Vitrectomy – Macular Hole Surgery

What is a vitrectomy?

Vitrectomy is a type of eye surgery that treats disorders of the retina and vitreous. The retina is the light tissue at the back of the eye. The vitreous is the clear jelly-like substance that fills middle of the eye.

The vitreous is removed during vitrectomy surgery and usually replaced by a saltwater solution.

When do you need a vitrectomy?

Your ophthalmologist (Eye M.D) may recommend vitrectomy surgery to treat the following eye problems:

  • diabetic retinopathy.If bleeding and scar tissue is present
  • some retinal detachments
  • infection inside the eye
  • severe eye injury
  • macular pucker (wrinkling of the retina)
  • macular hole (partial loss of vision for fine details)
  • certain problems after cataract surgery
  • floaters

How can a vitrectomy improve vision?

Vitrectomy surgery often improves or stabilizes vision. The operation removes any blood or debris (from infection or inflammation) that may be blocking or blurring light as it focuses on the retina.

Vitrectomy surgery removes scar tissue that can displace, wrinkle or tear the retina. Vision is poor if the retina is not in its normal position.

This surgery can also remove a foreign object stuck inside the eye as the result of an injury. Most foreign objects will damage vision if they are not removed.

What happens if you decide to have a vitrectomy surgery?

Before Surgery:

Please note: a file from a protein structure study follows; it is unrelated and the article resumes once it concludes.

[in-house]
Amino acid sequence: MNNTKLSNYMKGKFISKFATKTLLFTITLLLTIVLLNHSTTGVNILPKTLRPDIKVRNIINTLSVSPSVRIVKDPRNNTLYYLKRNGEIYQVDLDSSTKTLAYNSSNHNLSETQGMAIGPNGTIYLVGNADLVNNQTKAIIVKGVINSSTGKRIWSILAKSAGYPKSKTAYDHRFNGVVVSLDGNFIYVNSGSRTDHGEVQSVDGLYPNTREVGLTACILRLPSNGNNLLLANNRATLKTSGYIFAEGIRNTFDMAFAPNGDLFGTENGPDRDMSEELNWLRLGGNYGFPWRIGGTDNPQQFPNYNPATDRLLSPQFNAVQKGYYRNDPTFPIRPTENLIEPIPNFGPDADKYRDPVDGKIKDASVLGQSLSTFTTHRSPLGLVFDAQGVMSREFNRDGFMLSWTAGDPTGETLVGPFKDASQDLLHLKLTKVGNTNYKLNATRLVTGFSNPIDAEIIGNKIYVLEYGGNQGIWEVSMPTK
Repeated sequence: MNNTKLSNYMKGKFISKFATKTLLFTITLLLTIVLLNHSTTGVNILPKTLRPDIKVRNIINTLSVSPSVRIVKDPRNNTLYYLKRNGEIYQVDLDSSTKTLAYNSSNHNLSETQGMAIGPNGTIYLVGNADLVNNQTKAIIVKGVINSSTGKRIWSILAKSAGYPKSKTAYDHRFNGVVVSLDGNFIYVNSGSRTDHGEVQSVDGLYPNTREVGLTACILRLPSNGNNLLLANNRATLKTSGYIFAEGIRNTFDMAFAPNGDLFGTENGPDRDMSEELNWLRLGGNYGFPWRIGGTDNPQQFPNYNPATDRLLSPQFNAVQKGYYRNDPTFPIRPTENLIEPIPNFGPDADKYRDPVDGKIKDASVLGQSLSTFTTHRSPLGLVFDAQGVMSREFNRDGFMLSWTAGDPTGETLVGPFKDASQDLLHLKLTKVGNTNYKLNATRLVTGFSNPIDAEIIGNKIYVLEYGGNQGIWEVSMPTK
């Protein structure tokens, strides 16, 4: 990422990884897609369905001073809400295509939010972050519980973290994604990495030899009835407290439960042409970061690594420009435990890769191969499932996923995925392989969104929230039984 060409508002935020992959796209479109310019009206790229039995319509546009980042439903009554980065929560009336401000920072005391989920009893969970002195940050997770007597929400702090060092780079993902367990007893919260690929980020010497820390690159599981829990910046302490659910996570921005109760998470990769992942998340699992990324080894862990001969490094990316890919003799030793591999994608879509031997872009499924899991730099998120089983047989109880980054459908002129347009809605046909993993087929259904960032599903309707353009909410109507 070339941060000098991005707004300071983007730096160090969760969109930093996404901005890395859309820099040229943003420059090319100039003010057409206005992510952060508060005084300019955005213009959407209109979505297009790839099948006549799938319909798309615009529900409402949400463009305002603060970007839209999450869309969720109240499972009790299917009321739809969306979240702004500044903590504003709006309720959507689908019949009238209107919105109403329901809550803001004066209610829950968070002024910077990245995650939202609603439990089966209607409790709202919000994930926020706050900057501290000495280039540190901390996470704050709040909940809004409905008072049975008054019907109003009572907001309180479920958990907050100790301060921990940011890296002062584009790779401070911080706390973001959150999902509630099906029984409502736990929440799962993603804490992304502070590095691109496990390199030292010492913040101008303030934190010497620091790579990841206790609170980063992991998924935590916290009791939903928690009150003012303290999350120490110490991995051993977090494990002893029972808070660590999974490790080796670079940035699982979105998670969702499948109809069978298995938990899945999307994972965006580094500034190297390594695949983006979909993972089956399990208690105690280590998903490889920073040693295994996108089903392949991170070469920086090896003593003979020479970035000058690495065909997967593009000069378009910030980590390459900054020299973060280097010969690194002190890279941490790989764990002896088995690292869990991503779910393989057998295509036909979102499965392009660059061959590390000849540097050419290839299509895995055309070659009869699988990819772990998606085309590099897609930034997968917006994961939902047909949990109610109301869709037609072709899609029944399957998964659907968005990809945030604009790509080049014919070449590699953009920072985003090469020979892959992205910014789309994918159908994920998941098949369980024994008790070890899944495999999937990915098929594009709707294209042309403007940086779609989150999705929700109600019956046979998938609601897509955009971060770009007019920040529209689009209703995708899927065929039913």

Your ophthalmologist will decide whether local or general anesthesia is best for you. You may have to stay overnight in the hospital. Before surgery you will need to have physical examination to alert your ophthalmologist to any special medical risks.

A patients ultrasound test may be performed before the surgery to view the inside of the eye.

After Surgery:

You can expect some discomfort after surgery you will need to wear an eye patch for a short time. Your ophthalmologist will prescribe eyedrops for you and advise you when to resume normal activity.

In your surgery requires a gas bubble to be placed in your eye your ophthalmologist may recommend that you keep your head in special positions until the gas bubble is gone.

Do not fly in an airplane or travel at high altitudes until ths gas bubble is gone! A rapid increase in altitude can cause a dangerous rise in eye pressure.

Vitrectomy Surgery:

The length of the operation varies from one to several hours depending on your condition in certain situations your ophthalmologist may do another surgical procedure at the same time such as repairing a detached retina or removing a cataract.

Your ophthalmologist performs the operation while looking into your eye with a microscope various miniature instruments are placed into the eye through tiny incisions in the sclera (white part of the eye).

In order to get the best possible vision for you your ophthalmologist will do one or more of the following:

  • remove all cloudy vitreous
  • remove any scar tissue present, attempting to return the retina to its normal position
  • remove any foreign object that might be in the eye
  • treat the eye with a laser to reduce future bleeding or to fix a tear in the retina
  • place an air gas bubble in the eye to help the retina remain in its proper position (the bubble will slowly disappear on its own).
  • place silicone oil in the eye, which usually requires later surgical removal.

What are the risks of vitrectomy surgery?

All types of surgery have certain risks but in vitrectomy are less than the expected benefits to your vision.

Some of the risks of vitrectomy include:

  • infection
  • bleeding
  • retina detachment
  • poor vision
  • high pressure in the eye

How much will your vision improve?

Your vision after surgery will depend on many variables, especially if your eye disease caused permanent damage to your retina before the vitrectomy. Your ophthalmologist will discuss your situation with you to explain how much improvement in your eyesight is possible.